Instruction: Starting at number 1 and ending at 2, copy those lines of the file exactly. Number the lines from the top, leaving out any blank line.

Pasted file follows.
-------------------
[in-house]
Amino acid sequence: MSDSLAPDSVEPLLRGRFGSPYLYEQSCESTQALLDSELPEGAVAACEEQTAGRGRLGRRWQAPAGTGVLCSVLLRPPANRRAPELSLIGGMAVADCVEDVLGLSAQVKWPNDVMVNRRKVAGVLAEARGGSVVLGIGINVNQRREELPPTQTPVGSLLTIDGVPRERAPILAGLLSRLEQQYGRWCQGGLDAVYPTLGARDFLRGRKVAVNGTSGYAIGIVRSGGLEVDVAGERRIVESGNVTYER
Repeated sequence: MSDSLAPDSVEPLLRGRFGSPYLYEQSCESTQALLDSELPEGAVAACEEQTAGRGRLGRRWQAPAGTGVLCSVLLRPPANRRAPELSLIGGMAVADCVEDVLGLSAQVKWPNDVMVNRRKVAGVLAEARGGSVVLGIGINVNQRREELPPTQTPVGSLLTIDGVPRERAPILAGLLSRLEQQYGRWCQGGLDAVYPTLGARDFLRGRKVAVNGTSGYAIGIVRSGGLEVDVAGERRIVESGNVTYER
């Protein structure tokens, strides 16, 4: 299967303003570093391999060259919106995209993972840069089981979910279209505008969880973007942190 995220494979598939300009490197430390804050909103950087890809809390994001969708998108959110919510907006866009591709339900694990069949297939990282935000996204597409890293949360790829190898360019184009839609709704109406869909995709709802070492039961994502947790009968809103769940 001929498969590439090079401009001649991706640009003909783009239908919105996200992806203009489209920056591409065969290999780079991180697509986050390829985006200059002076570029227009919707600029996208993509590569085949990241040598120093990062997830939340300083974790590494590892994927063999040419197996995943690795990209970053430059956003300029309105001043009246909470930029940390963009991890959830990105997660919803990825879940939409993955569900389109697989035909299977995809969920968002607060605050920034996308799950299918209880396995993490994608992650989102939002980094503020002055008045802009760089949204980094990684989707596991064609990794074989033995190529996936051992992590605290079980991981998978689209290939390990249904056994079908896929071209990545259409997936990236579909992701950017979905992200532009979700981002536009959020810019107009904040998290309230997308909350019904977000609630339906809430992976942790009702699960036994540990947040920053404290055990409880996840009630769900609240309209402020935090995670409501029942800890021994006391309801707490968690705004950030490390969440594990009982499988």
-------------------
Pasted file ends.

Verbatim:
[in-house]
Amino acid sequence: MSDSLAPDSVEPLLRGRFGSPYLYEQSCESTQALLDSELPEGAVAACEEQTAGRGRLGRRWQAPAGTGVLCSVLLRPPANRRAPELSLIGGMAVADCVEDVLGLSAQVKWPNDVMVNRRKVAGVLAEARGGSVVLGIGINVNQRREELPPTQTPVGSLLTIDGVPRERAPILAGLLSRLEQQYGRWCQGGLDAVYPTLGARDFLRGRKVAVNGTSGYAIGIVRSGGLEVDVAGERRIVESGNVTYER